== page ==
Six Reasons You Need Good Credit in Retirement
Your credit score is still important for several reasons
Regardless of the credit score you've maintained throughout your adult life, it's a good idea to strive for good credit during retirement. While you may not think it's as big a concern in your later years, the reality is that you might need good credit for a variety of things.
Retiring itself should not have any bearing on your credit. What will matter is whether or not you continue to make your payments on time and keep debts under control.
"If retirement leads to a lack of income such that you start making late payments, then your scores will suffer," says Brendan Harkness at Credit Card Insider.1 "Additionally, if you carry a large amount of credit card debt relative to your credit limits, then your scores will suffer. If you’ve prepared for retirement by getting out of debt, then your scores will benefit. If you’ve paid special attention to paying down credit card debt, at any age, you can almost certainly expect your credit scores to improve."
Here are six reasons good credit is important after you’ve retired:
1. You may still face credit checks
Just because you have retired, that doesn’t mean you will no longer face credit checks. If you need to apply for a loan for any reason, or even if you just wish to rent a new apartment or house, a credit check will most likely be run, and if your credit is not in good shape, you may be denied or may have to pay a higher interest rate. The rules don't change because you're in a different phase of your life. Maintain a good credit score to help ensure this doesn't become a problem when you really need your credit to come through.
2. It may help with your long-term care needs
Good credit may help you in the event that you require long-term care. Your credit will no doubt be taken into consideration if you or your spouse need to move into an assisted living facility.
3. You may need good credit for unexpected expenses
Unexpected expenses can come along at any point in our lives, and even if you try your best to be prepared for them, there are times when financial assistance is needed. Medical bills can get incredibly expensive when emergencies or chronic illnesses occur. Having good credit may be the difference between getting approved for a much needed loan, and being in serious financial trouble. Paying unexpected expenses directly out of your retirement fund can create its own set of problems, including fees and penalties.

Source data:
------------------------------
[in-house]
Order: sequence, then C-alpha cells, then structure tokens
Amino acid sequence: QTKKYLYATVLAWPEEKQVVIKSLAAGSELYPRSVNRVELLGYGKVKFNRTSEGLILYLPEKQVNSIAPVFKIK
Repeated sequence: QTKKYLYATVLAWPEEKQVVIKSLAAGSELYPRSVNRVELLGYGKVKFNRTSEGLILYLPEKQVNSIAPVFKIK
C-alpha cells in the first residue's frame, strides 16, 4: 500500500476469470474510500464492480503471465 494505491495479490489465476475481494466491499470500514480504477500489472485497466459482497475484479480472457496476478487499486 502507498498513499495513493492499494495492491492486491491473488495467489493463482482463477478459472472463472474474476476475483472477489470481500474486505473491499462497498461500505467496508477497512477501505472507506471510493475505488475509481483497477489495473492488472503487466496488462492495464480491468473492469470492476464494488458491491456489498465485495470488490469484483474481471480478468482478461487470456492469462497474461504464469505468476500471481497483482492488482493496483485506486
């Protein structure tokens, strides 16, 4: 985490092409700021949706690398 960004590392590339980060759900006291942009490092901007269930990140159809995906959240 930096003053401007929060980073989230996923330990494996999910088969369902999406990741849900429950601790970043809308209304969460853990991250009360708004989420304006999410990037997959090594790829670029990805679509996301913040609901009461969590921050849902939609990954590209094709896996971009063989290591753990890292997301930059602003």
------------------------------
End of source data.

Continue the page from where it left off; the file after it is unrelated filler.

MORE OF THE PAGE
4. Get better credit cards for better rewards
Another reason to maintain a good credit score is to get credit cards that offer good rewards and points. These cards can get you discounts on travel expenses or cash back. If you have mediocre-to-poor credit, card issuers are unlikely to approve your application.
5. You may want to co-sign a loan
Even if you don't need to take on any new financing yourself during your golden years, you may wish to co-sign on a loan for an adult child or a grandchild who may not have the good credit you do. A family member may need your help to get a mortgage or a new car, and your good credit may be able to make the difference for them. Just be sure this is a move you're comfortable making, since you can find yourself on the hook if they aren't making the payments.
6. If you need to get a job, the employer might take your credit into consideration
A lot of retirees find that they want or need to go back to work. If you're looking for a new job, there's always the possibility that your potential employer will run a credit check, and a negative result may discourage them from hiring you.
The bottom line is that you shouldn't let the fact that you're entering retirement cause you to stop being concerned with how good your credit is. It may, in fact, be more important than ever.
The information provided is presented for general informational purposes only and does not constitute tax, legal or business advice. Any views expressed in this article may not necessarily be those of Nevada State Bank, a division of Zions Bancorporation, N.A. Member FDIC